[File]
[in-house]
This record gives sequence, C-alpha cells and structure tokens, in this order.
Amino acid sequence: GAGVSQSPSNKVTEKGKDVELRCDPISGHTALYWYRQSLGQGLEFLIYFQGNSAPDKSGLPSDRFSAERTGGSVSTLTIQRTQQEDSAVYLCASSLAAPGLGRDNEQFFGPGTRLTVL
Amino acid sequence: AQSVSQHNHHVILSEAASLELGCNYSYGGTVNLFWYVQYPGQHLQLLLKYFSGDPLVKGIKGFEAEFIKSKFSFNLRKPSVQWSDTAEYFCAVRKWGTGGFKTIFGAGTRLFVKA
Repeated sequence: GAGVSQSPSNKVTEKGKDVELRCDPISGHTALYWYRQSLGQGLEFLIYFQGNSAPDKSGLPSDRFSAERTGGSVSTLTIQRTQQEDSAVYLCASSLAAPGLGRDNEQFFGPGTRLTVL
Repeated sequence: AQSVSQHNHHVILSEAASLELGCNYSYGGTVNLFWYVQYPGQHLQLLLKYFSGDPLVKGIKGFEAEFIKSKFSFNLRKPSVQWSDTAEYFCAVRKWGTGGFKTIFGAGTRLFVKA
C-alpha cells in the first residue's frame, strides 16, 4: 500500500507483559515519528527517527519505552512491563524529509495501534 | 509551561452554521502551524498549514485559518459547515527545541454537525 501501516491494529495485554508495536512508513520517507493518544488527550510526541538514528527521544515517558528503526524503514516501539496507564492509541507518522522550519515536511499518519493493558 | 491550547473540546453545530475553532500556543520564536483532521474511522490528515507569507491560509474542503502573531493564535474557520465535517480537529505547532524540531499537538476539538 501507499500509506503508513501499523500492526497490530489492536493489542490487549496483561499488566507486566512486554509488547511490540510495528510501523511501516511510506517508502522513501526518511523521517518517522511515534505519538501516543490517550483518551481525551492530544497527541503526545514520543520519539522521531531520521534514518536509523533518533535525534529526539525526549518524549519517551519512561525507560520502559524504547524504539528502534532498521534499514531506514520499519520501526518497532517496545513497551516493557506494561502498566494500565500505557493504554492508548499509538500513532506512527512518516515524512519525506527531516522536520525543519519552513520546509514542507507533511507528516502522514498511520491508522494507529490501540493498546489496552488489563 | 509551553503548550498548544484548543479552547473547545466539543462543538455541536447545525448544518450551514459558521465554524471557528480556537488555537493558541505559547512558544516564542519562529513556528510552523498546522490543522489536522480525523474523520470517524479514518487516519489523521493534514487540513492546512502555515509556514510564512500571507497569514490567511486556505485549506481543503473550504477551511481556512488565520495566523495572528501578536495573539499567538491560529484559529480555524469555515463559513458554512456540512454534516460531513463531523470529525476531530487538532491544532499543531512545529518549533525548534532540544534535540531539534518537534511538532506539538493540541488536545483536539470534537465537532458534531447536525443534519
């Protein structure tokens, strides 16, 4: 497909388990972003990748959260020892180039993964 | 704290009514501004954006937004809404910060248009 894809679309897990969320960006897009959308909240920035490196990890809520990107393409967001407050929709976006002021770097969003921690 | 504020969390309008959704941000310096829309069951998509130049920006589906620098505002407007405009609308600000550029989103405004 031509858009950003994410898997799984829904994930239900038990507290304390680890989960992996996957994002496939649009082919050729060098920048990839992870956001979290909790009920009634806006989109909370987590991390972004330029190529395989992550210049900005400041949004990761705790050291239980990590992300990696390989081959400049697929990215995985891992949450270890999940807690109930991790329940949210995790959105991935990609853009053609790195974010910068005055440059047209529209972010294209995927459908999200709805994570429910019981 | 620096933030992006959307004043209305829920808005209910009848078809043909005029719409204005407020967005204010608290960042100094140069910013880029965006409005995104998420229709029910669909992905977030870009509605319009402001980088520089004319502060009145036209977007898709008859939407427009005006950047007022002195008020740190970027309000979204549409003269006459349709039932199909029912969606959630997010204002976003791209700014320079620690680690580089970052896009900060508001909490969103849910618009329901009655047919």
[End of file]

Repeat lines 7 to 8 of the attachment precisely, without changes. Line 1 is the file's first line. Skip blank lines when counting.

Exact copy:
C-alpha cells in the first residue's frame, strides 16, 4: 500500500507483559515519528527517527519505552512491563524529509495501534 | 509551561452554521502551524498549514485559518459547515527545541454537525 501501516491494529495485554508495536512508513520517507493518544488527550510526541538514528527521544515517558528503526524503514516501539496507564492509541507518522522550519515536511499518519493493558 | 491550547473540546453545530475553532500556543520564536483532521474511522490528515507569507491560509474542503502573531493564535474557520465535517480537529505547532524540531499537538476539538 501507499500509506503508513501499523500492526497490530489492536493489542490487549496483561499488566507486566512486554509488547511490540510495528510501523511501516511510506517508502522513501526518511523521517518517522511515534505519538501516543490517550483518551481525551492530544497527541503526545514520543520519539522521531531520521534514518536509523533518533535525534529526539525526549518524549519517551519512561525507560520502559524504547524504539528502534532498521534499514531506514520499519520501526518497532517496545513497551516493557506494561502498566494500565500505557493504554492508548499509538500513532506512527512518516515524512519525506527531516522536520525543519519552513520546509514542507507533511507528516502522514498511520491508522494507529490501540493498546489496552488489563 | 509551553503548550498548544484548543479552547473547545466539543462543538455541536447545525448544518450551514459558521465554524471557528480556537488555537493558541505559547512558544516564542519562529513556528510552523498546522490543522489536522480525523474523520470517524479514518487516519489523521493534514487540513492546512502555515509556514510564512500571507497569514490567511486556505485549506481543503473550504477551511481556512488565520495566523495572528501578536495573539499567538491560529484559529480555524469555515463559513458554512456540512454534516460531513463531523470529525476531530487538532491544532499543531512545529518549533525548534532540544534535540531539534518537534511538532506539538493540541488536545483536539470534537465537532458534531447536525443534519
């Protein structure tokens, strides 16, 4: 497909388990972003990748959260020892180039993964 | 704290009514501004954006937004809404910060248009 894809679309897990969320960006897009959308909240920035490196990890809520990107393409967001407050929709976006002021770097969003921690 | 504020969390309008959704941000310096829309069951998509130049920006589906620098505002407007405009609308600000550029989103405004 031509858009950003994410898997799984829904994930239900038990507290304390680890989960992996996957994002496939649009082919050729060098920048990839992870956001979290909790009920009634806006989109909370987590991390972004330029190529395989992550210049900005400041949004990761705790050291239980990590992300990696390989081959400049697929990215995985891992949450270890999940807690109930991790329940949210995790959105991935990609853009053609790195974010910068005055440059047209529209972010294209995927459908999200709805994570429910019981 | 620096933030992006959307004043209305829920808005209910009848078809043909005029719409204005407020967005204010608290960042100094140069910013880029965006409005995104998420229709029910669909992905977030870009509605319009402001980088520089004319502060009145036209977007898709008859939407427009005006950047007022002195008020740190970027309000979204549409003269006459349709039932199909029912969606959630997010204002976003791209700014320079620690680690580089970052896009900060508001909490969103849910618009329901009655047919």